- The third geo-tagging was done on January 27, 2021 when the construction reached the lintel stage.
- When the roof was ready, the fourth geo-tagging took place on May 10, 2021, and the “watcher” uploaded a photo of Hasina standing in front of the house with building materials lying around her.
- The fifth and final geo-tagging was done on November 3, 2021 when the house was completed. The uploaded photo shows Hasina standing in front of her newly built house. The front wall of the house bore a stamp from the scheme showing the beneficiary’s name and ID and mentioning that the house was approved in 2019-2020 and built with a grant of Rs 2.5 lakh.
Egis declined to comment.
Payments were tied to geolocation. Records show that the first installment of Rs 1 lakh was paid into Hasina’s bank account on October 28, 2020; the second of Rs 1 lakh was credited on March 31, 2021 and the last installment of Rs 50,000 was credited on April 4, 2022.
Records show that during the construction period – between January 24, 2021 and May 10, 2021 – geotagging recorded that electrical, water and sewage connections were not available on site. However, once the house was completed, all of these connections were provided.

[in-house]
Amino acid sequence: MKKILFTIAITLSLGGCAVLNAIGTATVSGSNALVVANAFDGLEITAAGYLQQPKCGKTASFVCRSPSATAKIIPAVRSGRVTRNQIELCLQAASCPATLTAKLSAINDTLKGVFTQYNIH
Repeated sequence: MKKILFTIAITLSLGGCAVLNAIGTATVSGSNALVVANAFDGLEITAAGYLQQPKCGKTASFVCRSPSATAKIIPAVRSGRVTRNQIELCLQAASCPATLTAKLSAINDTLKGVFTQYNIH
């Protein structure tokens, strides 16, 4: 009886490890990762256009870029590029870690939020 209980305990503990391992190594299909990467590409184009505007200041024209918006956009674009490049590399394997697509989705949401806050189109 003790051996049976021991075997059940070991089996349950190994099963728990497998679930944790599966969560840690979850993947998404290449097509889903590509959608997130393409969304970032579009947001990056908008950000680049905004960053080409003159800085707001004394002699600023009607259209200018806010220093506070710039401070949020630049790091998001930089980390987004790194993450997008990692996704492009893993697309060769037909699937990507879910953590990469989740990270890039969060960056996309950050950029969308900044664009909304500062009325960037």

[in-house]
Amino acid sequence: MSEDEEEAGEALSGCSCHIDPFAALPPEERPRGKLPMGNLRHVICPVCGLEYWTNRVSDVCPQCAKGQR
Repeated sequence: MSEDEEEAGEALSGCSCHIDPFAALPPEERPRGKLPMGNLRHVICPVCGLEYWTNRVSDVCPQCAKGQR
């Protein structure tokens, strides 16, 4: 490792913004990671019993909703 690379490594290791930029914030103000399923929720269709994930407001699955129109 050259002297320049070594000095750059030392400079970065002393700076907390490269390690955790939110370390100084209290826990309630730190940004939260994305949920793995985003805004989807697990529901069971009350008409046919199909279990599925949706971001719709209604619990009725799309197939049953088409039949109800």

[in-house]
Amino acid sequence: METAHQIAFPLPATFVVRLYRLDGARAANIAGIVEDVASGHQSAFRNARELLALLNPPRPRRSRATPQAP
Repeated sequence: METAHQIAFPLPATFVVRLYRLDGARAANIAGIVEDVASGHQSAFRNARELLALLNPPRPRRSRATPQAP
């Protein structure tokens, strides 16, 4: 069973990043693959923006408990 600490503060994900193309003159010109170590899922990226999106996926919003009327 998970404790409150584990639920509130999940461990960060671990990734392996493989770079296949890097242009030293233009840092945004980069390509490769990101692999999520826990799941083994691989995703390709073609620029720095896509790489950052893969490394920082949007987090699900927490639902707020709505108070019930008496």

Hasina’s house was constructed as part of the construction of 1480 housing units in Khargone for the Economically Weaker Section (EWS) under the Beneficiary Led Construction (BLC) vertical of the Pradhan Mantri Awas Yojana- Urban.
Under BLC, the eligible beneficiary must have ownership rights to land or a patta or property tax receipts of the plot where the beneficiary wishes to build the house. In this case, Hasina’s house was approved by Nagar Palika, Khargone based on tax receipts.
Incidentally, paragraph 7.8 of the program guidelines, issued by the Center to all states, mandates geotagging for surveillance. The guidelines also require state authorities to record “whether it has been ensured that the selected beneficiaries have rightful ownership of the land”, and it is the responsibility of the local urban body to verify the information provided by the beneficiary and verify their eligibility.
When contacted, officials at Nagar Palika, Khargone, claimed that “the geolocation was done by a third-party agency” and they did not provide further details.
Notice to Hasina
After four rounds of geo-tracking and transferring Rs 2 lakh to the beneficiary’s account, records show, the first notice was issued to Hasina by the Nagar Tehsildar, Khargone on September 17, 2021.
This notice alleged that the family had encroached on government land, under Khasra No. 379, measuring 900 square feet – a pucca house with an area of 12 × 30 feet and a kachcha house with an area of 18 × 30 feet.